NBC has struck a deal to buy time on Clear Channel radio, outdoor and live event properties to promote the next five Olympic games. The companies have done business in the past, but this deal represents the first time NBC has used Clear Channel to promote the Olympics. No details yet on the marketing strategy, but it will begin with next summer's Olympics in Athens, which starts Aug. 13. …
Discovery Networks diginet Discovery Home & Leisure is partnering with John Deere on a new lifestyle series, Backyard Brigade, where homeowners dream up and create their new backyard designs. John Deere products will be integrated into the show and Backyard Brigade will be promoted in John Deere retail outlets. The deal, which runs through 2004, also includes John Deere advertising on other Discovery channels, including the Science Channel, Discovery Channel and Discovery Times Channel.
Is ABC owner Disney would pulling back on its efforts to make sure the new 45% cap stays? Responding to a report, the company's top lobbyist, Preston Padden, says "Disney/ABC continues to support deregulation of broadcast ownership. But because we re at 24%, the impact on our company of a rollback to 35% would not be as severe or immediate as it would be to other networks."
The statement appears not so much a change of position as a recognition of political reality and the increasing likelihood that a cap rollback is coming. Disney was the last of the networks to pull out of the NAB over that group's decision to push for a rollback to the previous 35% cap—at only 24% coverage, it still has plenty of room to maneuver under the cap.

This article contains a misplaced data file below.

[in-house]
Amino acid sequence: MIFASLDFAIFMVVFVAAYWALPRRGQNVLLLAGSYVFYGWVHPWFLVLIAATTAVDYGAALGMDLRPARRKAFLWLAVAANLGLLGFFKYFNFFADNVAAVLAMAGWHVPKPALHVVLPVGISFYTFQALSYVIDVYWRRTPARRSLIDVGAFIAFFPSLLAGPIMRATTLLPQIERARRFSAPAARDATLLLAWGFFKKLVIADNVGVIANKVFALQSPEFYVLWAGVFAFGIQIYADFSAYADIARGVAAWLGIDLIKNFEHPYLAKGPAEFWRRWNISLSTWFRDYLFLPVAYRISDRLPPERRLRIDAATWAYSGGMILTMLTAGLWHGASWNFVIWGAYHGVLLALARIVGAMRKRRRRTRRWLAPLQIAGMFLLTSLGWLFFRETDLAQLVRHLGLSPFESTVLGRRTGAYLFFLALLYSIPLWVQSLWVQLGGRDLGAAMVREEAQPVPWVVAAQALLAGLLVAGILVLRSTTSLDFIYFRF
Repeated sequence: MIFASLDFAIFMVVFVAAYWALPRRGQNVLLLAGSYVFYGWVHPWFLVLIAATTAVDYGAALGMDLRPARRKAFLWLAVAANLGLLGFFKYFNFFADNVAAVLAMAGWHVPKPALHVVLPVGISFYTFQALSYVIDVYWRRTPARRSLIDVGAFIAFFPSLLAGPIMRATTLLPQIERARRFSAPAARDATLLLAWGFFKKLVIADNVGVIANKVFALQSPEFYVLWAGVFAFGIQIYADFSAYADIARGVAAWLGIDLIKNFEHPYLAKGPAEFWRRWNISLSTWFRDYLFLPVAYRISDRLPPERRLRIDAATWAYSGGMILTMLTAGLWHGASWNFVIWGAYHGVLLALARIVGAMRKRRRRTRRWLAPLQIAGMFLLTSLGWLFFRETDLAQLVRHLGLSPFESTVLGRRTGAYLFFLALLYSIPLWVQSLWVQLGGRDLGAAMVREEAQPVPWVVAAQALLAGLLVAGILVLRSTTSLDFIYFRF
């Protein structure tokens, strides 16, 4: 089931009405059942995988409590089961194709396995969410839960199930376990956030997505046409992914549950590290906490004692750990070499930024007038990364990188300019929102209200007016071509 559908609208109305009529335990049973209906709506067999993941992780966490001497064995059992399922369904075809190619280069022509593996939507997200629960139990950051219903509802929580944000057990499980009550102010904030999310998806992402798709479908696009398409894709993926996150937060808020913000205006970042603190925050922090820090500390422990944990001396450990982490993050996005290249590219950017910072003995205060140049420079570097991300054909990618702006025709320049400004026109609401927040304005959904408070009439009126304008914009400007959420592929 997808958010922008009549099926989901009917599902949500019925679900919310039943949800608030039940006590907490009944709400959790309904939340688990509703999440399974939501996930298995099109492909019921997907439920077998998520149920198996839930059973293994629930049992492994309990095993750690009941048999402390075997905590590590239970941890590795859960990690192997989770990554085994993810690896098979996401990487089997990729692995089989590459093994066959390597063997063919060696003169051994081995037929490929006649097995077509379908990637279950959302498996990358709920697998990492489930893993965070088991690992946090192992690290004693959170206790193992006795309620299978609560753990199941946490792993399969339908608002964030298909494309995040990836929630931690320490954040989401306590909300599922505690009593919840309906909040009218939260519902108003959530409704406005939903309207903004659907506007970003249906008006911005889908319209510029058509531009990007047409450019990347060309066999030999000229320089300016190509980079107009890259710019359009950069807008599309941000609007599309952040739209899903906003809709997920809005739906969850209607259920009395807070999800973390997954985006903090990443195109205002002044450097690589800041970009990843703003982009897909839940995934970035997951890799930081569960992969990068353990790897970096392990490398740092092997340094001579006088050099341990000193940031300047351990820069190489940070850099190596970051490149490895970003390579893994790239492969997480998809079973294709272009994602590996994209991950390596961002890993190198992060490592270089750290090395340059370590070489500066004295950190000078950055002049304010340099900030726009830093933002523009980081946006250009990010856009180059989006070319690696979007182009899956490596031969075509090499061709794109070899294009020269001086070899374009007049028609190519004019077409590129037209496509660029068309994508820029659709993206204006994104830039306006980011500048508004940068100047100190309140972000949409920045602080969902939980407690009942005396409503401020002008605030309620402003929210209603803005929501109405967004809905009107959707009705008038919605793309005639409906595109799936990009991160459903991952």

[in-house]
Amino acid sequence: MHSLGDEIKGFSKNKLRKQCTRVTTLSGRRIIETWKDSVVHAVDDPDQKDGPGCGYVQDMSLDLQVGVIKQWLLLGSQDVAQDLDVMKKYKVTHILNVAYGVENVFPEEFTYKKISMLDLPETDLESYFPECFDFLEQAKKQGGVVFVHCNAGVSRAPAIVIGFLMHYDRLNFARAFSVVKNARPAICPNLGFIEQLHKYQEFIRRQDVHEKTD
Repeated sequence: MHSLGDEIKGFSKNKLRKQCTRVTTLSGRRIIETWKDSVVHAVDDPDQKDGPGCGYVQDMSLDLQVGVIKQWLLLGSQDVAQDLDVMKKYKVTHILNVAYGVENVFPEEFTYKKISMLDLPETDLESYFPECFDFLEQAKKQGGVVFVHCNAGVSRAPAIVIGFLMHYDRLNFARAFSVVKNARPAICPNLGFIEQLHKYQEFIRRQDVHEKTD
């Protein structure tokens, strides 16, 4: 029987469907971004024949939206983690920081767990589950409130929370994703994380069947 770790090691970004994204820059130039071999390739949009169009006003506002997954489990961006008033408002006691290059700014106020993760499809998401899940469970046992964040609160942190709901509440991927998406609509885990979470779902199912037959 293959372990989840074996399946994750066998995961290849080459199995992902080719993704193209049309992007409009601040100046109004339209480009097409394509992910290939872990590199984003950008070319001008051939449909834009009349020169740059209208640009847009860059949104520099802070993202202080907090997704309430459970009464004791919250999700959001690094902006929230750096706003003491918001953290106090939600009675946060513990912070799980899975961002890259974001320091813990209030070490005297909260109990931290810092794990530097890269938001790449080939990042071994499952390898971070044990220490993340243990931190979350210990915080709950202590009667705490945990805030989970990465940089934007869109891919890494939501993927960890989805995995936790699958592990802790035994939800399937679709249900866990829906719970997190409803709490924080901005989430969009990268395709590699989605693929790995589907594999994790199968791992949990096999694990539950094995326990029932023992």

Comedy Central is bringing Tough Crowd with Colin Quinn back for an encore. The net is ordering up 104 new episodes of Tough Crowd, which features former Saturday Night Live Weekend Update anchor Quinn and other comics dishing on topics ranging from pop culture to politics.
The order extends Tough Crowd through the end of 2004. The show, which airs weeknights after The Daily Show with Jon Stewart, averages about 500,000 viewers.
Revenues for the big three networks were essentially flat in the second quarter at $2.7 billion, according to numbers compiled by Ernst & Young and released by the Broadcast Cable Financial Management Association last week. Prime time, by contrast, was up 8% to $1.7 billion, while the late night, morning, and daytime dayparts all showed double-digit gains. Sports was down 46% to $238 million. For the first six months, combined Big Three revenues are down 6% to $5.4 billion, due in large part to 2002 Salt Lake City Olympic spending.
Separately, ad spending of all sorts in the first half of 2003 rose 2.8% to almost $47 billion, according to Nielsen's Monitor-Plus ad tracking service.
The biggest gainer, on a percent basis, was Hispanic TV, up 19% to $1.2 billion. Biggest gainers in terms of dollar volume for the half were national magazines, up $800 million, or 14%, to $7 billion. Spot TV was up 4% to $10 billion, while network TV was down 4% to $10.4 billion, due in part to lack of Olympic money. Barter syndication was down 4% to $1.4 billion while cable dropped 5% to $6.4 billion, according to the Nielsen numbers.
The National Association of Broadcast Employees and Technicians has reached a tentative agreement with ABC on a new contract for 10 bargaining units covering newswriters, desk assistants, talent coordinators, technicians and daily hires. The old contracts had expired May 12. The new contracts extend through March 31, 2007, and are expected to be voted up or down by Sept. 26.